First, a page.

In February of 1927, with guidance from Cyrus Avery, a group of businessmen and community leaders from various municipalities along the newly minted U.S. 66 gathered together to hammer out a compromise that manifested as the U.S. Highway 66 Association. I think it would be safe to say that these visionaries expected great things to develop through this entity.
In late November, 2013, Erica Avrami, the Director of Research and Education at World Monuments Fund, and Kaisa Barthuli, Program Manager of the National Park Service Route 66 Corridor Preservation Program, facilitated a meeting of Route 66 preservationists and historians, community and tourism leaders selected from along the Route 66 corridor, representatives from several international Route 66 associations, representatives from internationally acclaimed marketing companies, representatives from companies that specialize in commercial property development, representatives from various state and federal government entities, tourism company affiliated representatives, and owners of businesses on Route 66 at the Disneyland Convention Center in Anaheim, California. I am rather confident that all who attended and participated expected great things to develop. They were not disappointed.
The U.S. Highway 66 Association transformed a highway into an icon with promotional campaigns that centered on proclamations that the double six was the Main Street of America. That association provided a unified voice for communities and businesses from Chicago to Santa Monica, and for almost a half century ensured Route 66 served as center stage for the unfolding American story.
That association did its job quite well. They also set the bar quite high.
Fast forward to the second decade of a new century. Officially Route 66 no longer exists but yet, according to a recent Route 66 Economic Impact Survey funded by American Express and conducted by Rutgers University and the State University of New Jersey, in collaboration with the National Park Service Route 66 Corridor Preservation Program and World Monuments Fund, in one twelve month period, 31,664 people traipsed through the Oklahoma Route 66 Museum in Clinton, Oklahoma. Of these, almost one third were international travelers.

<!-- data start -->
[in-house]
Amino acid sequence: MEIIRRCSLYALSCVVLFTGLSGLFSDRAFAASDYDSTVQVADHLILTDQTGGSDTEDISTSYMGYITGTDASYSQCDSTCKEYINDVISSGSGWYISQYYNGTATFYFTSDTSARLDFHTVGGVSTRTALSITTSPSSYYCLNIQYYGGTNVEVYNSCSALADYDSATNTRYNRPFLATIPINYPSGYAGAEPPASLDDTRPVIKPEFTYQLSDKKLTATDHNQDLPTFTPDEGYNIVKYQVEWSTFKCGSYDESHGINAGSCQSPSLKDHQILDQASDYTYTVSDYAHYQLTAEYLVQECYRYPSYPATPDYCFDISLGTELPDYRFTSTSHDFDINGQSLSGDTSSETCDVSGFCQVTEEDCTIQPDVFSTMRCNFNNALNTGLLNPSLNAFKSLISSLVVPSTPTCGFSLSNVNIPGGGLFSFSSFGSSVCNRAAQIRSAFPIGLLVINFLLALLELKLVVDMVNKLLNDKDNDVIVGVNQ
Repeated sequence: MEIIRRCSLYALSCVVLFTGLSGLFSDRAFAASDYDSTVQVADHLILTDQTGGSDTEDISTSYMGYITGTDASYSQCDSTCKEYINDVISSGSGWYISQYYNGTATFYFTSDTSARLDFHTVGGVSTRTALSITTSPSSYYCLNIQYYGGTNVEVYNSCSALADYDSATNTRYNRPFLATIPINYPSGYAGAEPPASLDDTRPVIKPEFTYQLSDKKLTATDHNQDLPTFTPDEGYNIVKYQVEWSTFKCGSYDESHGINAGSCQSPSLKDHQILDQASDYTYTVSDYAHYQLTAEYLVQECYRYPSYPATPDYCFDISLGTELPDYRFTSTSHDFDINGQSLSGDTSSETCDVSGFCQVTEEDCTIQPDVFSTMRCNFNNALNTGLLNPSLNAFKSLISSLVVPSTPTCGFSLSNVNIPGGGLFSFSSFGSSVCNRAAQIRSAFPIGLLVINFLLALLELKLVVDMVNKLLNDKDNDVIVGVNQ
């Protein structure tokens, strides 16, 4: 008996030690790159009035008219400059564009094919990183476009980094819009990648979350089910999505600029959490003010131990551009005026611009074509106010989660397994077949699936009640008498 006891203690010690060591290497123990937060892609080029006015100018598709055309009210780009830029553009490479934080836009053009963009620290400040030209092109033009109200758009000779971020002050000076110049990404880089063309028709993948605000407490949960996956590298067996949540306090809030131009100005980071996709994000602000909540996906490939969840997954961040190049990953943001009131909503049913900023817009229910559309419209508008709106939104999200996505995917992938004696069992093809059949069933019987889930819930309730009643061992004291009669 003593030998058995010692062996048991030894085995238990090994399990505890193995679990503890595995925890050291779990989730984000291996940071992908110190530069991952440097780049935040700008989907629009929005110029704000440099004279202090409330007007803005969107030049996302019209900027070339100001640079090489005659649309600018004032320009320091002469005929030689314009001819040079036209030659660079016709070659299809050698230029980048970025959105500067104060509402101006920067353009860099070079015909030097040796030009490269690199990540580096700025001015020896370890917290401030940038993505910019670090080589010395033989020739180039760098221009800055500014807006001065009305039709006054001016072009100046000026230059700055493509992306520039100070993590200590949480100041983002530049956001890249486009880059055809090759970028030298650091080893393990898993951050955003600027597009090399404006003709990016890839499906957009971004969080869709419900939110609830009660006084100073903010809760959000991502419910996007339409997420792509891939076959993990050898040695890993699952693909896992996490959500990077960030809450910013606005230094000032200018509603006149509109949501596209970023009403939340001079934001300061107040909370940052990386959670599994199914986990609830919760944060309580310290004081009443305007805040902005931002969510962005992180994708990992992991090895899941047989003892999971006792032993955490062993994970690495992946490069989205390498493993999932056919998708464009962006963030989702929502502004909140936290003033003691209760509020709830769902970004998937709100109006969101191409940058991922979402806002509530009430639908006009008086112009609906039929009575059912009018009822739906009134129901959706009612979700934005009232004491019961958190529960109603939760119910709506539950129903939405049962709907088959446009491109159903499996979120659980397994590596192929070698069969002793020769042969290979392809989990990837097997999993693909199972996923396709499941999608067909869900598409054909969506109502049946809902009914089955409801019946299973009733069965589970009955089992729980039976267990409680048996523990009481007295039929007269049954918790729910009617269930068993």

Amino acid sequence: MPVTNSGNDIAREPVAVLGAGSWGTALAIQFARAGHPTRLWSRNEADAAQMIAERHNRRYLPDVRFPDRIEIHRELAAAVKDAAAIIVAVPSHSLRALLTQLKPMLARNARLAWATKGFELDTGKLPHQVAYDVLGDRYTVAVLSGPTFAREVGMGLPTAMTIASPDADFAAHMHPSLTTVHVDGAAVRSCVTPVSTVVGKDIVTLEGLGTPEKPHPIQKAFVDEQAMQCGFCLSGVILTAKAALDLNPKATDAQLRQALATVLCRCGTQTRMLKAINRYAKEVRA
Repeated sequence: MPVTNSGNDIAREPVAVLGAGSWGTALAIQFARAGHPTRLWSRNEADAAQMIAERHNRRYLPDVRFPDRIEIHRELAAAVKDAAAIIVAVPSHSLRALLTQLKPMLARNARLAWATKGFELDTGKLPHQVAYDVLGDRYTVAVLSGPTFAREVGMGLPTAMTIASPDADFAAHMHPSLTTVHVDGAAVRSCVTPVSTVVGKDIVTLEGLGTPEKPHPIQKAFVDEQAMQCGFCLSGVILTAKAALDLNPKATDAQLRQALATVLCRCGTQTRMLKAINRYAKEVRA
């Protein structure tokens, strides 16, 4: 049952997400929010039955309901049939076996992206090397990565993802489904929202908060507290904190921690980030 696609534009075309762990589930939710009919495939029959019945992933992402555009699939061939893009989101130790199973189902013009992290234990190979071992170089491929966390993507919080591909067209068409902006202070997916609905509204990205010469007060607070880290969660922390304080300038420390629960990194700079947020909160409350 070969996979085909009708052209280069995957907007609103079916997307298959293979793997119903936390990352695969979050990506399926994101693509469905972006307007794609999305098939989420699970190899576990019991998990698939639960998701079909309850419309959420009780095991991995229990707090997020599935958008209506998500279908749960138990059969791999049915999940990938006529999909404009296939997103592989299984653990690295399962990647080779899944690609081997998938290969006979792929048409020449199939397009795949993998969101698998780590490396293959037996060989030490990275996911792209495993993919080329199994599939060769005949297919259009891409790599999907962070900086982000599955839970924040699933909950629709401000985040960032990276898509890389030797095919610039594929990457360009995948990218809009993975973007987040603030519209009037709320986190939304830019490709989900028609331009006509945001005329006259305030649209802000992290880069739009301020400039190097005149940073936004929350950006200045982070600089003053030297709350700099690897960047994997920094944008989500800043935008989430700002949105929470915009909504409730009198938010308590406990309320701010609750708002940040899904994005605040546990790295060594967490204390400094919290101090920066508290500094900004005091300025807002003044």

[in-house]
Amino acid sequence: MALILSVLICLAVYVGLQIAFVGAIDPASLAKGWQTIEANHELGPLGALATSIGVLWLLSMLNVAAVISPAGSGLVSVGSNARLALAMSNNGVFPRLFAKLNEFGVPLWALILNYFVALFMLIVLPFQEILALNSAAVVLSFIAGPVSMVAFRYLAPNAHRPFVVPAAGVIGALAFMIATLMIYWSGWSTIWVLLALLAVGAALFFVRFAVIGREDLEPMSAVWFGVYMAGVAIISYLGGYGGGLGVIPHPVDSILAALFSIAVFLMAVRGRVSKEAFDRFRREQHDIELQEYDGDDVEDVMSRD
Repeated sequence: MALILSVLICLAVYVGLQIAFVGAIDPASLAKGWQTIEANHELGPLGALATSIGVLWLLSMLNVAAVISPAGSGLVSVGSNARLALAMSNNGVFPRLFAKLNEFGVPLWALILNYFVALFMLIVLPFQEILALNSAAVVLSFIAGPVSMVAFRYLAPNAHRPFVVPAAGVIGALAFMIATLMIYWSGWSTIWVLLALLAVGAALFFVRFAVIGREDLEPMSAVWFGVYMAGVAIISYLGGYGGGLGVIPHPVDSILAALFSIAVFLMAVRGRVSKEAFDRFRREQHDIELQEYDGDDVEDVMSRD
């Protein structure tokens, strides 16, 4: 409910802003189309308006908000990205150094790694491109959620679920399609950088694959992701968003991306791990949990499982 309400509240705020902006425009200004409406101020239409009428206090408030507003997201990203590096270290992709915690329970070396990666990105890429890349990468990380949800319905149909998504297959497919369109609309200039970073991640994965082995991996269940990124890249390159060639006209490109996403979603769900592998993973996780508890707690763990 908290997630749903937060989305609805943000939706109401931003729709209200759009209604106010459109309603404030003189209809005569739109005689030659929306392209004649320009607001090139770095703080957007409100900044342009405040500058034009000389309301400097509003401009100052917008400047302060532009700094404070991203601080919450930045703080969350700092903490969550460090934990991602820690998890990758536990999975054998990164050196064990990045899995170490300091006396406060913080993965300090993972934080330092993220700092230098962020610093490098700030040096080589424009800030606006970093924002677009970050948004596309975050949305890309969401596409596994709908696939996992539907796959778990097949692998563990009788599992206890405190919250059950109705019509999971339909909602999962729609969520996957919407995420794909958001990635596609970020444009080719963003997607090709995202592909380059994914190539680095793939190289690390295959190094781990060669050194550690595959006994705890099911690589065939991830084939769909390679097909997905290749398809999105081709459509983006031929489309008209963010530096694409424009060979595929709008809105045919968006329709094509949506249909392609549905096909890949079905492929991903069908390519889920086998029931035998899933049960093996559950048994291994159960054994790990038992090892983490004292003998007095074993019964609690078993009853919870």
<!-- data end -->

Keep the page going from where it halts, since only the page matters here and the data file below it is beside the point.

That is but the tip of the iceberg. POPS in Arcadia, Oklahoma averages 1,000 customers per day, and in Cuba, Missouri, (a town with a population of just over 3,000 people) their Route 66 based mural program attracts approximately 10,000 people annually.
Times may have changed but there is still a need for an association that can provide a unified voice for the Route 66 community, an entity that can maximize resources to ensure the old road remains vital beyond the fast approaching centennial, and that its unique treasures are preserved in the process. There may no longer be a need to lobby for completion of the highways paving but there is a need to lobby and organize if historic bridges that give the road a sense of place are to be preserved for the highways centennial and beyond.
In essence that was the reason for this historic meeting, to create a unified sense of purpose and of direction for the linear community that is Route 66. Moreover, just as with the formative meeting for the U.S. Highway 66 Association, it was also an unprecedented opportunity to assist in the transformation of a road into a venue for commerce, for entrepreneurial enterprise, and for community development as well as revitalization.
I am not sure how the organizers came to the conclusion that my potential contributions warranted an invitation, but I am quite thankful to have had an opportunity to assist in the writing of a new chapter in the history of Route 66. I also know it must have been a very difficult and frustrating endeavor to create the list of attendees.
After all, a primary goal behind the conference was to craft a unified sense of community. Exclusion of anyone carried the inherent risk of negating that vital component in the creation of an entity, an organization that could bridge gaps between existent associations as well as steer the direction of the roads transition.
With this lengthy preamble as an introduction, I would like to respectively request that each and everyone associated with, or that has an interest in this storied old road focus on the future rather than hurt feelings. A few of us may have been invited but each of us a has vested as well as linked interest in the double six and its future.
If this magical old road is to bridge the gap between present and past, if the essence of this historic highway is to survive to the centennial celebration in 2026 and beyond, we will need to work together as never before.
In the weeks to follow the World Monument Fund will issue an official press release that provides information about this conference and its potential to serve as a catalyst for the dawn of a new era on Route 66. Additionally, after the first of the year it is quite possible that we will have a template for the creation of a long awaited entity to fill the very big shoes of the U.S. Highway 66 Association, or to modify an existing organization that can meet these needs.
Stay tuned for exciting details.